Law Society raises ‘serious concerns’ about judge-only sex offence trials
The Law Society of Scotland has raised serious concerns about a possible move to judge-only sexual offence trials in Scottish courts, and the creation of additional courts outside the existing judicial structure.
The Law Society supports some of the possible changes canvassed in the paper, including the creation of a statutory Victims’ Commissioner.
Stuart Munro, convener of the Law Society of Scotland’s Criminal Law Committee, said: “It’s important that people who are affected by crime are treated with respect. We support changes that make it easier and less traumatic to participate in our justice system, but not if they compromise fundamental principles such as the presumption of innocence and the right to a fair trial.
“The right to trial by jury for serious crimes is a cornerstone of the Scottish legal system, and we believe replacing that with judge-only trials would carry risks with no discernible benefits. A jury will always be far more reflective of Scottish society than a single judge can be, which greatly reduces the potential for subconscious bias to influence trial outcomes.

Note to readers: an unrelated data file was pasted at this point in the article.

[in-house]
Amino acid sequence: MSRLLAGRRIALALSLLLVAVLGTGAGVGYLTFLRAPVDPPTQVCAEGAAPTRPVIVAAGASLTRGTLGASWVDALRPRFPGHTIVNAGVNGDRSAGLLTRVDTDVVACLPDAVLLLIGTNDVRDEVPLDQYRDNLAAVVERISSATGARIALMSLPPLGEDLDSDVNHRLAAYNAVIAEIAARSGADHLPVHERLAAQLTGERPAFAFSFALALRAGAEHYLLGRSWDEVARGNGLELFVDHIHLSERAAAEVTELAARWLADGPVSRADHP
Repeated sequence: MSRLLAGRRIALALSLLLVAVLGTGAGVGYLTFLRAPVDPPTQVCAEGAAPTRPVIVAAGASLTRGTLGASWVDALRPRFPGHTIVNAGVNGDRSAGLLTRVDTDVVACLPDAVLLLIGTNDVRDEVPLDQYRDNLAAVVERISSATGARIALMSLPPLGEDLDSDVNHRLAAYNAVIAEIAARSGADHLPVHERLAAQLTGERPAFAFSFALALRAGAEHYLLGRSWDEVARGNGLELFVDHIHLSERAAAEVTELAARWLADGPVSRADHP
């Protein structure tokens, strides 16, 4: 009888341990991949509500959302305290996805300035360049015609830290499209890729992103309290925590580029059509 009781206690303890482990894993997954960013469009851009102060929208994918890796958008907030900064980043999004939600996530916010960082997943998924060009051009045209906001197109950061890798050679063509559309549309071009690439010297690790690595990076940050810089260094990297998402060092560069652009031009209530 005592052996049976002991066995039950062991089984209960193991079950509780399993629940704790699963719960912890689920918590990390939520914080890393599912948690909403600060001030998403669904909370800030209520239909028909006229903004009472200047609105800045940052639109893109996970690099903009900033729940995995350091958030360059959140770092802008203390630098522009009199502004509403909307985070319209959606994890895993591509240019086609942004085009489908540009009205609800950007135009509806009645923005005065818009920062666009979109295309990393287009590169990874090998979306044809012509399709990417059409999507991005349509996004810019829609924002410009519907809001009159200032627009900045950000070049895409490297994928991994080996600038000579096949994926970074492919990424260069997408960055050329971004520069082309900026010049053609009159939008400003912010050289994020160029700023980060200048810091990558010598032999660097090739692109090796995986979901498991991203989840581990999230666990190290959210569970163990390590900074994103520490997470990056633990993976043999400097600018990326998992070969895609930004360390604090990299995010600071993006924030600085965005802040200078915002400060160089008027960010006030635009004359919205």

“Juries are anonymous while judges are not. Overt public criticism of judges or the exertion of political pressure on them would be unfair on the judiciary and incompatible with justice.
“We would not support the creation of a new specialist sexual offences court outside of the existing court structure. This would add another layer of complexity and bureaucracy, which would come at a considerable cost.”
He added: “Despite our concerns about the profound risks posed by a number of proposals contained in this consultation, we believe significant improvements can be made to reduce trauma and barriers to justice. We support the creation of a statutory Victims’ Commissioner, and the move towards trauma-informed practice.”